Both Ireland and the UK experienced the hottest day of the year last month but work didn’t stop simply because the sun put its hat on.
And while the weather on these islands can be a little fickle, forecasts for a few weeks of idyllic summer sunshine, mean it’s a good time to be reminded of what employment law stipulates around working in hot weather.
Across the three jurisdictions in which HR Team provides outsourced human resources and employment law advice – the UK, Northern Ireland and Republic of Ireland – there is no law determining when it’s too cold or too hot to work.
However, in the UK, the Workplace (Health, Safety and Welfare) Regulations 1992 (SI 1992/3004) state that, during working hours, the temperature in all workplaces inside buildings should be reasonable.
The Health and Safety Executive previously defined an acceptable zone of thermal comfort for most people in the UK as lying “roughly between 13°C (56°F) and 30°C (86°F), with acceptable temperatures for more strenuous work activities concentrated towards the bottom end of the range, and for more sedentary activities towards the higher end”.
An expectation lies with employers, however, to determine what is reasonable. This will primarily depend on the nature of the workplace and the activities undertaken.
In Northern Ireland, the Workplace (Health, Safety and Welfare) Regulations (Northern Ireland) 1993 detail the requirements for the temperature as per the UK law noted above.
Similarly in the Republic of Ireland, the legislation does not stipulate a maximum workplace temperature.
But under the Safety, Health and Welfare at Work Act, 2005, employers have a general duty to ensure the safety, health and welfare of all employees.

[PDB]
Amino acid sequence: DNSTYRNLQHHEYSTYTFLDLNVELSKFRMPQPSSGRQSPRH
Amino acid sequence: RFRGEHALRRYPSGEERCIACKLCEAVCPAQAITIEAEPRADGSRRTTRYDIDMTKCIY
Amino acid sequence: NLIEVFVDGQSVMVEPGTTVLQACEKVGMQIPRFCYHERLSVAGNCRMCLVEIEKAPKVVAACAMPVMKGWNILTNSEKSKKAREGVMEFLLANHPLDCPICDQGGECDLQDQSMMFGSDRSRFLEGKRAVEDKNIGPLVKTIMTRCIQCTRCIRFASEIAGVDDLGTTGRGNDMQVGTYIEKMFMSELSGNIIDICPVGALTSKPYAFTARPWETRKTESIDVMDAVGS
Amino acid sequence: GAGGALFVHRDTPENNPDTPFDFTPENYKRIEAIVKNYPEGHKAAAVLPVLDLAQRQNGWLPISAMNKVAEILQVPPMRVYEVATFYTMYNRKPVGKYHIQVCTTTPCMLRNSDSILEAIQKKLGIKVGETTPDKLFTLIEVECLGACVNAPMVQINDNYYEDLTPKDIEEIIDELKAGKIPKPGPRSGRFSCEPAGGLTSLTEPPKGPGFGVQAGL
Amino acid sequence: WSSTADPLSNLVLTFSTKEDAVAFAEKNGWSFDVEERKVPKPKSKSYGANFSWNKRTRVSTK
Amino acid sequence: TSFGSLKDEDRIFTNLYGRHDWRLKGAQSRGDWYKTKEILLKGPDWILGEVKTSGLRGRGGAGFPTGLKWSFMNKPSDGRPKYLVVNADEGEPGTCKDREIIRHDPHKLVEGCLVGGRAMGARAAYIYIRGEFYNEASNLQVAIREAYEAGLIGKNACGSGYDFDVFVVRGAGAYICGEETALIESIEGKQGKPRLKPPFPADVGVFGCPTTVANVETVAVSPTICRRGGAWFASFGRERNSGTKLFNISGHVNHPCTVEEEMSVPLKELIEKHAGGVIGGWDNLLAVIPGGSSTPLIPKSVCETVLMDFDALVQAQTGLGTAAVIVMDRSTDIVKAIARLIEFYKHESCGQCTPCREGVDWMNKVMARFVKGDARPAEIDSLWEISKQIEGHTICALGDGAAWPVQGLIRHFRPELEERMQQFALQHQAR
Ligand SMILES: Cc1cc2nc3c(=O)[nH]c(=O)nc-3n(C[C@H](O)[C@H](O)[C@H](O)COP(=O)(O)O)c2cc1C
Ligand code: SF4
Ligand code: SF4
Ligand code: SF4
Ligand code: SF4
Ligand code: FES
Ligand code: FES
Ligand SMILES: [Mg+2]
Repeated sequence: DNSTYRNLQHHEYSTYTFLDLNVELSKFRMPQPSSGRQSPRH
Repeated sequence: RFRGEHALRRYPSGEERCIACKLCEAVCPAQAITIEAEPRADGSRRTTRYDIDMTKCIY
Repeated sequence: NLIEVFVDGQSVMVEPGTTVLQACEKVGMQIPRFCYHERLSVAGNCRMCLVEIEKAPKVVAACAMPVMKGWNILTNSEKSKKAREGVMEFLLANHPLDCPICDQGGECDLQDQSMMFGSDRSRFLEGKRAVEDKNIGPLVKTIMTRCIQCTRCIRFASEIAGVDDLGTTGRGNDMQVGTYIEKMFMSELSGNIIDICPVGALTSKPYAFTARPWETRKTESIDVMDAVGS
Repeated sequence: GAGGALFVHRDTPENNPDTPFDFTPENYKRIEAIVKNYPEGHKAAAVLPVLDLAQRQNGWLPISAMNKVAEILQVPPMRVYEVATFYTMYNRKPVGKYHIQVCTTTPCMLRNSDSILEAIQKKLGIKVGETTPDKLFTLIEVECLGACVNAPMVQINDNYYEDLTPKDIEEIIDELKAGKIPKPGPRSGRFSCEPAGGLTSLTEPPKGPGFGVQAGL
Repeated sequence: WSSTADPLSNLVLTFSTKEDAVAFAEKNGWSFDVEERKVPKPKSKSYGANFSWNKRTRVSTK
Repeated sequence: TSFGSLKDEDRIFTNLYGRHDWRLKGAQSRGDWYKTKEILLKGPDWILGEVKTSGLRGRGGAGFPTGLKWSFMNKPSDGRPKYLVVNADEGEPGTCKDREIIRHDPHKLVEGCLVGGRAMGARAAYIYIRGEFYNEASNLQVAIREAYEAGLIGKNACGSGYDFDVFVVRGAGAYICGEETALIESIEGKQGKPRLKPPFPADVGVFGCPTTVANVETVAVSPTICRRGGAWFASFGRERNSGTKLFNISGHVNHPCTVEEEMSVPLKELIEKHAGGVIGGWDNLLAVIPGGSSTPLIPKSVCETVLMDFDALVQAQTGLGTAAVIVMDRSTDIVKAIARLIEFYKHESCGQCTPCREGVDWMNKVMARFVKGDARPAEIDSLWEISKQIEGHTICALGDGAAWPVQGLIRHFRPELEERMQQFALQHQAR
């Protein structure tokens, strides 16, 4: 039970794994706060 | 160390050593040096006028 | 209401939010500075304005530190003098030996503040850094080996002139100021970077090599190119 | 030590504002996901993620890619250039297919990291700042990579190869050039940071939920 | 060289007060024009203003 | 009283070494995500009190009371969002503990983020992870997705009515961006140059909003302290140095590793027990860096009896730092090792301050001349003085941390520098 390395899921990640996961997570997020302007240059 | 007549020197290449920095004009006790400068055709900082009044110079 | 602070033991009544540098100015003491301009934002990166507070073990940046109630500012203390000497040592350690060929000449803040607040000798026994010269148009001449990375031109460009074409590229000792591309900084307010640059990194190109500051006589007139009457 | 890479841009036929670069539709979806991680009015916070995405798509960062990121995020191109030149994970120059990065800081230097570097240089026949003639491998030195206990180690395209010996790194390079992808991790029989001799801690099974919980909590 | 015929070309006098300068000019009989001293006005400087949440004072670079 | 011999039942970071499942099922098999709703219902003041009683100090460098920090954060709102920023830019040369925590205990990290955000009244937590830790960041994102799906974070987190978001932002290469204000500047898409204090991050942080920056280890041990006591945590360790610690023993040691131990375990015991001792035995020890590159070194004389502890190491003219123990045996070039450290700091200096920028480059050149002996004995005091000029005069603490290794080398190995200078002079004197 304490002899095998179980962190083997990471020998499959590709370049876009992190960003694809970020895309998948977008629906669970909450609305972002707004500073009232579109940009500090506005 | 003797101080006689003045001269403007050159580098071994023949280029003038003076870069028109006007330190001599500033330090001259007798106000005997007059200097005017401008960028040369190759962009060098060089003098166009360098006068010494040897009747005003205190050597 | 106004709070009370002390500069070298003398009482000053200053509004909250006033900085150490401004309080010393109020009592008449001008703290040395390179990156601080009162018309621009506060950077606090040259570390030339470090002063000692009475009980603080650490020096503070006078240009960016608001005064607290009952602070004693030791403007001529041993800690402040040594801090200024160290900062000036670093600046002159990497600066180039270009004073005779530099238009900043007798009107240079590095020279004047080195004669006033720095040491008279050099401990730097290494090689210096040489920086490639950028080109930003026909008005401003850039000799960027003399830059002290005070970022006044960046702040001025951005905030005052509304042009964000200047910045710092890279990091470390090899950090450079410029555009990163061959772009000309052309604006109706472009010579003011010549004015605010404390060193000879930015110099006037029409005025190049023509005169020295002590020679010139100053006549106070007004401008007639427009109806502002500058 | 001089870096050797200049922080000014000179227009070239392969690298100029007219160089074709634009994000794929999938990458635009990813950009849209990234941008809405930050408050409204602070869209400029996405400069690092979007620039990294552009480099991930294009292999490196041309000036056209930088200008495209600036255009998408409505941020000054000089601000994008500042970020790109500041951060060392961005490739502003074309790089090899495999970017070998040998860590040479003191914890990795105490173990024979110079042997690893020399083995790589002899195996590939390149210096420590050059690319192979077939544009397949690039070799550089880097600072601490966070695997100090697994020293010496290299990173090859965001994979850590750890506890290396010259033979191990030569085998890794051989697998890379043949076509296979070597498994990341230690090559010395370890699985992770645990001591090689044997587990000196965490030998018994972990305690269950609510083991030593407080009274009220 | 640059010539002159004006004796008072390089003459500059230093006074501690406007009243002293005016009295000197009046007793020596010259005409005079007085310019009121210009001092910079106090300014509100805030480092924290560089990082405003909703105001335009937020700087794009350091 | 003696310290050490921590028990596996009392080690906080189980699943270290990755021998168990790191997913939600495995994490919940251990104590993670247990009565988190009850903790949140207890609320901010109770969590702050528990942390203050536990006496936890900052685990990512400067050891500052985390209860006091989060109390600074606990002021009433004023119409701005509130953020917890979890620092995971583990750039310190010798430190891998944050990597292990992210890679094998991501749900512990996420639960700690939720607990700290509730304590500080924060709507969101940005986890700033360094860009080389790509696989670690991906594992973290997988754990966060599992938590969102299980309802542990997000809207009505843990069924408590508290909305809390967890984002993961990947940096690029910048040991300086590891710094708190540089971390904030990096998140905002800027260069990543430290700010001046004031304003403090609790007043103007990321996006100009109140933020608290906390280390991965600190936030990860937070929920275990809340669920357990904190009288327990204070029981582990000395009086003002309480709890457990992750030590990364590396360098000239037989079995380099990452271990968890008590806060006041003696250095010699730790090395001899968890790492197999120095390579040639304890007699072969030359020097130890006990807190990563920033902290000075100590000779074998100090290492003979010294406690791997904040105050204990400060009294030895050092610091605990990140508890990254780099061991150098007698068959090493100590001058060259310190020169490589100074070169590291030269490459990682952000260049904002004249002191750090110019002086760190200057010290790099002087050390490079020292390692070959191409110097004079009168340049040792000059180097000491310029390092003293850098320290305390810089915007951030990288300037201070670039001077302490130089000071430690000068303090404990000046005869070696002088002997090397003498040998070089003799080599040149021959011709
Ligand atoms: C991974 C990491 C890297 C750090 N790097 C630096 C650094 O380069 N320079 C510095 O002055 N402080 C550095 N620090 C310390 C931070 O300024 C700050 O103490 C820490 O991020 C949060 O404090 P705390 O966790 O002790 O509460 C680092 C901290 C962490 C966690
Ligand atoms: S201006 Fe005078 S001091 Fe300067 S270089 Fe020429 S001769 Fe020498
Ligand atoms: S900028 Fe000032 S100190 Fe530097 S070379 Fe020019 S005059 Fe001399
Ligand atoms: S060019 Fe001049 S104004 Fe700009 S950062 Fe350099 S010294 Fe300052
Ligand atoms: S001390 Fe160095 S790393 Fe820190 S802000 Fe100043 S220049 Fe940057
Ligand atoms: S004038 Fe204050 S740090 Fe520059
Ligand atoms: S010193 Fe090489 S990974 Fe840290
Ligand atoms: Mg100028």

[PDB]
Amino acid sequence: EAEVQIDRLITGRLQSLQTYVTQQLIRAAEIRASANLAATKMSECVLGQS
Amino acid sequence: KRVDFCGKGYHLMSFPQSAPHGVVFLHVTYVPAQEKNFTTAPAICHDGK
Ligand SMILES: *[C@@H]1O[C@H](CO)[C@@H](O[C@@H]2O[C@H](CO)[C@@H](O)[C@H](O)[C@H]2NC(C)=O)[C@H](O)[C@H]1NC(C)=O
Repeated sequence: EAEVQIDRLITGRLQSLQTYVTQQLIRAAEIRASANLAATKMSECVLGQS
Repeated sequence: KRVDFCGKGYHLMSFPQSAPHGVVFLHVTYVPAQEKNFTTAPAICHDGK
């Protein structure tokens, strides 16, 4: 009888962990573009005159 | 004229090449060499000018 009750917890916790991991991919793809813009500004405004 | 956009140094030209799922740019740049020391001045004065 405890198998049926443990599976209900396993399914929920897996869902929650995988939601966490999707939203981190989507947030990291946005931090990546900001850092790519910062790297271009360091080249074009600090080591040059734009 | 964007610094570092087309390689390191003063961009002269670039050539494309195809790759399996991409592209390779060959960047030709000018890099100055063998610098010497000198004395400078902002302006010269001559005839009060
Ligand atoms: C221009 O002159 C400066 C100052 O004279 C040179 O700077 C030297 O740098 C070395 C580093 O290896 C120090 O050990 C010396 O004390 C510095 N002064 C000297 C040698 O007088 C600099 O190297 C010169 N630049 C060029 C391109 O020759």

Employers therefore, be they in NI, ROI or the UK, need to be aware of how the temperature of the workplace may impact on the safety, health and welfare of staff.
Implementing a number of simple measures can help employers and they should bear in mind the importance of adequate ventilation and shade in all workplaces.
Curtains and blinds can be closed to avoid radiant heat, while in most indoor work environments, open windows and doors will work to provide ventilation.
Many workplaces have air conditioning – if this is installed it’s vital it is serviced regularly.
Fans can further reduce the heat and increase air circulation while rearranging desks if they are in direct sunlight can also help.
Any especially ‘hot’ work processes might need re-scheduled for early morning.
Outdoor workers should be encouraged to take adequate sun protection measures, including the wearing of protective clothing and the regular application of sun cream
Furthermore, all staff should be encouraged to drink more water during extra hot days and the provision of cold drinks will go a long way to keeping staff comfortable.
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